1348  English Franciscan theologian and philosopher William of Ockham dies. He teaches that God is free to do good and bad on earth as He wishes and develops the philosophical position known as "nominalism," which asserts that only individual things exist and that Platonic “universals” are fictive. “Universals” rather than having a real existence apart from individual representatives are simply “names” given to groups of objects because of perceived similarities. This was a radical attack upon both Aristotelian Thomism (thought of Thomas Aquinas] and medieval neo-Platonism. Politically, William of Ockham was a supporter of the Emperor-elect Louis (Ludwig) IV the Bavarian in his conflict with the papacy. Like Marsilius of Padua, Ockham advocated a separation between Church and State, and asserted that the right of monarchs to rule arose from the consent of their subjects. William of Ockham’s quest for certainty in human knowledge is one of the foundations of the scientific method. He is known for “Ockham’s razor,” that the simplest explanation for natural phenomena is to be preferred. (William of Ockham, 14th century ms.)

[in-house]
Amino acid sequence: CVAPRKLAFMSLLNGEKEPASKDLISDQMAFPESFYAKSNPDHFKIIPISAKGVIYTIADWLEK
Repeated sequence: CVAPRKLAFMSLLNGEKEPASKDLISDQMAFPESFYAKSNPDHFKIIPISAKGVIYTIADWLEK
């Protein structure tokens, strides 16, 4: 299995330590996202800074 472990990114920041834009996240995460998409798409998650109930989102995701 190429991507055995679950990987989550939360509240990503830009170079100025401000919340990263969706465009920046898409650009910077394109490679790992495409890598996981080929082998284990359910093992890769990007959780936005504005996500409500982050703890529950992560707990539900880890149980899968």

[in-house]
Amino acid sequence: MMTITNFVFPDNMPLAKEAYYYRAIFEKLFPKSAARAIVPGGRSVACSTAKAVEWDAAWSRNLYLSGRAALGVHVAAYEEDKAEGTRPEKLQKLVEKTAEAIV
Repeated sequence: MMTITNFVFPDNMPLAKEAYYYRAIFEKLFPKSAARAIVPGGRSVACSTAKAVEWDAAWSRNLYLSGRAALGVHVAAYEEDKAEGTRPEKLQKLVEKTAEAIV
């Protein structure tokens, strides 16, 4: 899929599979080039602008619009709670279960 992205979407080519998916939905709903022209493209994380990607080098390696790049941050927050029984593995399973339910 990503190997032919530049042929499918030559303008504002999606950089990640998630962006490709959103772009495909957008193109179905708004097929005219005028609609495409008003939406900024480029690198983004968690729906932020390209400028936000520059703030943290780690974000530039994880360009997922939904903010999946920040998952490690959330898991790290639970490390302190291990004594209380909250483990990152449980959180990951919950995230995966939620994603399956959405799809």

1348      Chivalry: Order of the Garter. Probable date for King Edward III of England’s foundation of the Order of the Garter. The Order of the Garter was either the second or third of the secular orders of chivalry that various European kings instituted in the fourteenth and fifteenth centuries. Although characterized by elaborate ritual, ceremony, and pageantry consciously drawn from Arthurian romance, the chivalric societies had also practical political puproses: the “recruitment and consolidation of political loyalty; the quest for diplomatic alliance and advantage; the maintenance of legal and social status and privilege; the promotion of activities such as tourneying which had strong tones of upper-class exclusiveness” (Maurice Keen, Chivalry 190). (Manuscript illustration of Edward III granting the duchy of Aquitaine to his son Edward the Black Prince. Sir Geoffrey Lutrell on horseback assisted by his wife and daughter, from the Lutrell Psalter, c.1330)